There are some jobs that can give workers moments of great stress. One that comes to mind is the one responsible for blasting away the rock in mines to get to the good stuff, whatever that was. Of course explosives have been around for a long time.
The Chinese were using gunpowder in the 10th century. Gunpowder is relatively easy to ignite, but the ignition must be controlled for maximum safety to the mine workers. Explosives were used in mines by 1574, with large scale use in France by 1617.
The first fuses were bundles of straw or goose quills, tied together and filled with gunpowder. The only problem was that the burn was not reliable. You worked by guess and by golly as to the time it would take to set off the explosive. And of course, you could wind up with misfires and "hang fires." The result was a very dangerous situation begging the question of just when you should go back in and check it out.
William Bickford was an English merchant who happened to be visiting a friend who was a rope maker. Bickford was not a miner, but had kept up with the reports of mining accidents that made the news, most caused by the misfires. As he watched his friend work, Bickford thought he could adapt the process to produce a fuse for explosives.
He sat to work, aided by his son-in-law and a miner, and soon had a prototype to test. He invented a machine to twist and weave jute around a "tube" of gunpowder, which was then covered with tar, making it waterproof. It worked better than even they visualized and the "safety fuse" was born and patented. The beauty of the fuse was that it would burn at a given rate, one foot every 30 seconds. By knowing the rate of burn based on the length of the fuse, miners could now know how long they had to clear the area once the fuse was lit.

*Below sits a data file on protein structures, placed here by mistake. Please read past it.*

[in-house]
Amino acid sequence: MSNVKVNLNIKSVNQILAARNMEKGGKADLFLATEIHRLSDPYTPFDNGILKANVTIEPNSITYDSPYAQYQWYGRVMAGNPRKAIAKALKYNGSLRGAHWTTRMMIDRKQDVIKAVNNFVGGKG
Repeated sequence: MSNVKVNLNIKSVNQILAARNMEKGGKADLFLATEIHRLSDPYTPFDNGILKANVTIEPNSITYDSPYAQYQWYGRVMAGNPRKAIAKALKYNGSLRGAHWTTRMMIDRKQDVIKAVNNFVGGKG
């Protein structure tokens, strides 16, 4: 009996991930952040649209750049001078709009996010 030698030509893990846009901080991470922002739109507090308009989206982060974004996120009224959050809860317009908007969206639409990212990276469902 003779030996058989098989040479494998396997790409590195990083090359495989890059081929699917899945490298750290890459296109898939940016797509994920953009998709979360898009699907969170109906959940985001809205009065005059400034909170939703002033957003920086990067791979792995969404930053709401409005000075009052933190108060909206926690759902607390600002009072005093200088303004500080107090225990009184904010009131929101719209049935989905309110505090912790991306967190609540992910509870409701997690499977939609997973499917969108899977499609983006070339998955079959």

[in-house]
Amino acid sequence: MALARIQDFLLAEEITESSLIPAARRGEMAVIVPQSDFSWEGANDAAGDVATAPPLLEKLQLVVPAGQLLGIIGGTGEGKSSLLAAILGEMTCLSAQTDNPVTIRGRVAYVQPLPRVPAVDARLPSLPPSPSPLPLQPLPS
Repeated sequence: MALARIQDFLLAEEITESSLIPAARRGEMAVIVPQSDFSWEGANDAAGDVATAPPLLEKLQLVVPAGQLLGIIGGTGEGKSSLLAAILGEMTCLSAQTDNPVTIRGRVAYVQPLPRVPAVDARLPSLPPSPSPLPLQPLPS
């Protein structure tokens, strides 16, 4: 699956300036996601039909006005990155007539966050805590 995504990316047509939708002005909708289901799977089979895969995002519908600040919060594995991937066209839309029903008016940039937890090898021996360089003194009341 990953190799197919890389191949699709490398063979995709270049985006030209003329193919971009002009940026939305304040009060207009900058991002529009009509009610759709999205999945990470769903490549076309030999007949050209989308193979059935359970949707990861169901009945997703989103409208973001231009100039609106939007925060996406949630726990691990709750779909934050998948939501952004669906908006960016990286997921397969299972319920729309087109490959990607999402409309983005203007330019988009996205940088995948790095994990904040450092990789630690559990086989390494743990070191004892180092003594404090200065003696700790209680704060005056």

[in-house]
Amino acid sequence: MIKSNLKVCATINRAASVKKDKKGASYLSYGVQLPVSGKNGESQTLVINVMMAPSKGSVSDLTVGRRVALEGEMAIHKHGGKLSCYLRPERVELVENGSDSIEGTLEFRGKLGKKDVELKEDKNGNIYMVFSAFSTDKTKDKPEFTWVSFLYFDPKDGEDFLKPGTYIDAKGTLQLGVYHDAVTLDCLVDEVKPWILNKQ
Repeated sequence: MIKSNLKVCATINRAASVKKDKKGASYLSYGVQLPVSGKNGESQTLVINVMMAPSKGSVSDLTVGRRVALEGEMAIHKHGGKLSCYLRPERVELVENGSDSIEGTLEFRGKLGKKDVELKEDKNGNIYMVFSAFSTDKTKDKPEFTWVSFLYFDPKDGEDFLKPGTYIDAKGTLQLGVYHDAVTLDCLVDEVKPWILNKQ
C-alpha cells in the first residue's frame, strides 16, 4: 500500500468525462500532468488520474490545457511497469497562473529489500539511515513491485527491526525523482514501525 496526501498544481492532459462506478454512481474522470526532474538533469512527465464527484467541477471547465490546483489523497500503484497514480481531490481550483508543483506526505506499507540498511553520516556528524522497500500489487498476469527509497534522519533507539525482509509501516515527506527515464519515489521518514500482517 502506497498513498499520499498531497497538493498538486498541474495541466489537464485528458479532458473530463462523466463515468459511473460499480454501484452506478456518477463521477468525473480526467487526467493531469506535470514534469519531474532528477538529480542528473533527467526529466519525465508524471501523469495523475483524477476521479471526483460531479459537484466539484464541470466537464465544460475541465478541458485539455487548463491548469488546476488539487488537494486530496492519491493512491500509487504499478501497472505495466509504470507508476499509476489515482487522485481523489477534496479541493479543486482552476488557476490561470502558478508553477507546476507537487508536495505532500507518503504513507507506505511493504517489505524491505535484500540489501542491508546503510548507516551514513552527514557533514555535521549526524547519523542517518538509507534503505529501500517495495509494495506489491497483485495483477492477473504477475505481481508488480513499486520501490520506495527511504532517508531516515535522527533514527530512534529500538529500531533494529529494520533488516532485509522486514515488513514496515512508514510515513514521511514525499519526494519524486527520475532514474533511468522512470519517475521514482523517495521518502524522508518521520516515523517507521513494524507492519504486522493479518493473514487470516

William Bickford was one man who definitely changed the course of history with the use of his fuse which improved the safety of men working in mines. There is no telling how many lives were saved by this one invention. Who says one person can never make a difference in this world? He certainly did. Good for you, William Bickford.
To all the budding inventors out there, if you get an idea to better this world, more power to you and may you see it successfully through to a successful end. Who knows what a difference you may make to improve the lives of all those around you. Good luck!!